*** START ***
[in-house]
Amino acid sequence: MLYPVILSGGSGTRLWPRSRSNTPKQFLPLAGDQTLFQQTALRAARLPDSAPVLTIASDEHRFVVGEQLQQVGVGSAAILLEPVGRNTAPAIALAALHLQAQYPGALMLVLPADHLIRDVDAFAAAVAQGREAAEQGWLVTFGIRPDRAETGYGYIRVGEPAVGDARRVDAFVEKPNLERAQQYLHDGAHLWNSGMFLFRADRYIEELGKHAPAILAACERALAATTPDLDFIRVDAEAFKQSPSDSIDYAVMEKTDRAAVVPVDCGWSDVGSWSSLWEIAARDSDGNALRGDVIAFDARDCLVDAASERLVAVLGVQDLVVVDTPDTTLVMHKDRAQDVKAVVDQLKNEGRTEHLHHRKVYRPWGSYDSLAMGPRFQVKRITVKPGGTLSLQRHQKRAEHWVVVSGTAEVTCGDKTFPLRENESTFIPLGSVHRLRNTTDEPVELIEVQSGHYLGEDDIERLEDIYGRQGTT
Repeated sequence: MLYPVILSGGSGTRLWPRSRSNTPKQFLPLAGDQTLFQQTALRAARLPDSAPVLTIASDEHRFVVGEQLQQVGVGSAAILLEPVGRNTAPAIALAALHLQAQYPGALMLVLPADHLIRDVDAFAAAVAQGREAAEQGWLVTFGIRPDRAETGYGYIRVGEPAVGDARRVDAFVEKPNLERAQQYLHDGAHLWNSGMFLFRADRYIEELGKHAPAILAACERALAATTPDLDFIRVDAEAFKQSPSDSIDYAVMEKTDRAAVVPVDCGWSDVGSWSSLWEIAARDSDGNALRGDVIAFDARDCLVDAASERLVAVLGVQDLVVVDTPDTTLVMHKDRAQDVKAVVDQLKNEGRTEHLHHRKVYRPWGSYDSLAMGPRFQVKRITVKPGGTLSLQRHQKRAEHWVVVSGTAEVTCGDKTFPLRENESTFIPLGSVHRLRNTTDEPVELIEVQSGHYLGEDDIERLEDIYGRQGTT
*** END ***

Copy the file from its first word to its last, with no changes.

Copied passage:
[in-house]
Amino acid sequence: MLYPVILSGGSGTRLWPRSRSNTPKQFLPLAGDQTLFQQTALRAARLPDSAPVLTIASDEHRFVVGEQLQQVGVGSAAILLEPVGRNTAPAIALAALHLQAQYPGALMLVLPADHLIRDVDAFAAAVAQGREAAEQGWLVTFGIRPDRAETGYGYIRVGEPAVGDARRVDAFVEKPNLERAQQYLHDGAHLWNSGMFLFRADRYIEELGKHAPAILAACERALAATTPDLDFIRVDAEAFKQSPSDSIDYAVMEKTDRAAVVPVDCGWSDVGSWSSLWEIAARDSDGNALRGDVIAFDARDCLVDAASERLVAVLGVQDLVVVDTPDTTLVMHKDRAQDVKAVVDQLKNEGRTEHLHHRKVYRPWGSYDSLAMGPRFQVKRITVKPGGTLSLQRHQKRAEHWVVVSGTAEVTCGDKTFPLRENESTFIPLGSVHRLRNTTDEPVELIEVQSGHYLGEDDIERLEDIYGRQGTT
Repeated sequence: MLYPVILSGGSGTRLWPRSRSNTPKQFLPLAGDQTLFQQTALRAARLPDSAPVLTIASDEHRFVVGEQLQQVGVGSAAILLEPVGRNTAPAIALAALHLQAQYPGALMLVLPADHLIRDVDAFAAAVAQGREAAEQGWLVTFGIRPDRAETGYGYIRVGEPAVGDARRVDAFVEKPNLERAQQYLHDGAHLWNSGMFLFRADRYIEELGKHAPAILAACERALAATTPDLDFIRVDAEAFKQSPSDSIDYAVMEKTDRAAVVPVDCGWSDVGSWSSLWEIAARDSDGNALRGDVIAFDARDCLVDAASERLVAVLGVQDLVVVDTPDTTLVMHKDRAQDVKAVVDQLKNEGRTEHLHHRKVYRPWGSYDSLAMGPRFQVKRITVKPGGTLSLQRHQKRAEHWVVVSGTAEVTCGDKTFPLRENESTFIPLGSVHRLRNTTDEPVELIEVQSGHYLGEDDIERLEDIYGRQGTT